A barrage of Piersons descended from different ancestors arrived between 1634 and 1651, settling up and down the colonies from Massachusetts to Virginia. The research, Mr. Larson said, shows Pierson lineage goes back all the way to Margaret Tudor, sister of Henry VIII, in the 16th century; to Lord William Herbert, Earl of Pembroke, in the 15th century; and even earlier.
“There are pirates, lawmakers, peacemakers. There are queens and kings,” he said.
During their trip to Sag Harbor in May, Mr. Larson and his older sister, Kathleen Hanna, met with Barbara Schwartz, a trustee of the Sag Harbor Historical Society, to which he donated an abridged version of his volumes of research into the history of the Piersons. Ms. Schwartz called it “great information” and “a good resource for the Pierson family.”
“He had a lot of research and it’s well documented,” Ms. Schwartz said Wednesday. “That’s the important thing. I generally don’t see something that well organized.”
Along the way, the Larsons have been dependent not just on digital resources, but have also relied heavily upon primary sources such as letters, photographs, military discharge papers, deeds, newspaper obituaries and more.
One of those sources is the Pierson family Bible, an 1843 Kimber and Sharpless edition printed in Philadelphia, in which family members recorded several generations’ births and marriages.
“In genealogy research, any references that provide corroboration are significant,” Mr. Larson said.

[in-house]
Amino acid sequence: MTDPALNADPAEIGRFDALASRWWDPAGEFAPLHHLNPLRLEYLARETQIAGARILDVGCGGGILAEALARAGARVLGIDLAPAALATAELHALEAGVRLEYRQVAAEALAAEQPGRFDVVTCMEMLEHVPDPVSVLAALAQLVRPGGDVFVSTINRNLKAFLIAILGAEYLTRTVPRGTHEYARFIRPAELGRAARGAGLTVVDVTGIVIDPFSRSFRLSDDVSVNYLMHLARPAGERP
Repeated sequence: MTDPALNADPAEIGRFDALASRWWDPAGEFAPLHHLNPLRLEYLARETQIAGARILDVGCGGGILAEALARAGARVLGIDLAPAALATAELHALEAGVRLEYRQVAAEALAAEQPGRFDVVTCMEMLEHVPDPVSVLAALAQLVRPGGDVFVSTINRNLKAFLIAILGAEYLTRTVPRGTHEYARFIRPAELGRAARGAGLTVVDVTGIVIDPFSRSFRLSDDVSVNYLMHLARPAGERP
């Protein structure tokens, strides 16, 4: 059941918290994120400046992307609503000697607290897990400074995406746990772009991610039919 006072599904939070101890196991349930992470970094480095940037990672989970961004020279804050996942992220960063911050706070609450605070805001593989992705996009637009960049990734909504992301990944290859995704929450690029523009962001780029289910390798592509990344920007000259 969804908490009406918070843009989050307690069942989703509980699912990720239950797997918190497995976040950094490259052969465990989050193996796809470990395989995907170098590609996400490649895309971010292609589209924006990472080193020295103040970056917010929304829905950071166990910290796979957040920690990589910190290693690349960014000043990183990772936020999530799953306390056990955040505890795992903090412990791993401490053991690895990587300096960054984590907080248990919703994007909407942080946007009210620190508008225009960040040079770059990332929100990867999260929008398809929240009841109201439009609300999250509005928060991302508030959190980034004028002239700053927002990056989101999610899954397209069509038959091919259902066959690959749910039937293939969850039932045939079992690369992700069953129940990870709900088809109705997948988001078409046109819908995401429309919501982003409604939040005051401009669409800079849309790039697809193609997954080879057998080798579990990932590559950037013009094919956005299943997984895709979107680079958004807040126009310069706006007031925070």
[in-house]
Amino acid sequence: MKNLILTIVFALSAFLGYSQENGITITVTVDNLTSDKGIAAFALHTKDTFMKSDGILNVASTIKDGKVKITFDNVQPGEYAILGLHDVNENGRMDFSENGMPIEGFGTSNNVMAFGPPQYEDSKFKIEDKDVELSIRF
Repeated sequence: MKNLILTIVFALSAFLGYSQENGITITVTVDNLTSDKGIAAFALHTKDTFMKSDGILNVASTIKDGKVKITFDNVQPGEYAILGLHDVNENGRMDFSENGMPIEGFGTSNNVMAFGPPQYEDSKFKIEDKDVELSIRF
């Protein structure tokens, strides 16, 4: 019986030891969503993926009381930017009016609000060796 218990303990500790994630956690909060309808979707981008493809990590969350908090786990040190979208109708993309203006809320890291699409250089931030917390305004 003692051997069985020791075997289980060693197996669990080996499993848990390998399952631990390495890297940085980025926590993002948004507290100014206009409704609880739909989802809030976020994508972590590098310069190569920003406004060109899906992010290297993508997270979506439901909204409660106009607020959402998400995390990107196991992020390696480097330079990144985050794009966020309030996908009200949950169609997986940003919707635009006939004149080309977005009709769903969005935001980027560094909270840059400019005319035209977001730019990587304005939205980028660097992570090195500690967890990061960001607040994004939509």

Ms. Hanna is the current keeper of the family Bible.
“It’s contagious when they find these things. Even his daughter is getting in on it,” she said, adding that her side of the family is “absolutely grateful” for the research.
Their findings may very well lead them to investigate other extended family lines, Mr. Larson said, particularly if they can reach long-lost relatives for a reunion. That may include a look into another surname familiar here: Jermain, which is tied to the Pierson line through Margaret Olivia Slocum Sage, the well-known Sag Harbor philanthropist who donated the money to build Pierson Middle-High School, among other local landmarks. Completed in 1908, the school was named for Reverend Abraham Pierson Jr., who was the son of Abraham Pierson, who was either the brother or cousin of Henry Pierson. Reverend Pierson was the first rector of Yale University from 1701 to 1707 and an ancestor of Mrs. Sage, who was the granddaughter of Margaret Pierson and Major John Jermain.
“Sag Harbor is full of stories of the Piersons and how they appreciated and respected their neighbors,” Mr. Larson said. “Where can you go and find that? All over the country there are Piersons, but we want to make sure everybody here in Sag Harbor knows. You can look at your DNA and these stories, and you can see yourself in there.”
Local descendants of the Pierson family who are interested in attending an extended family reunion in Sag Harbor in the spring of 2018 are invited to reach out to William Larson. Send him an email at email@example.com.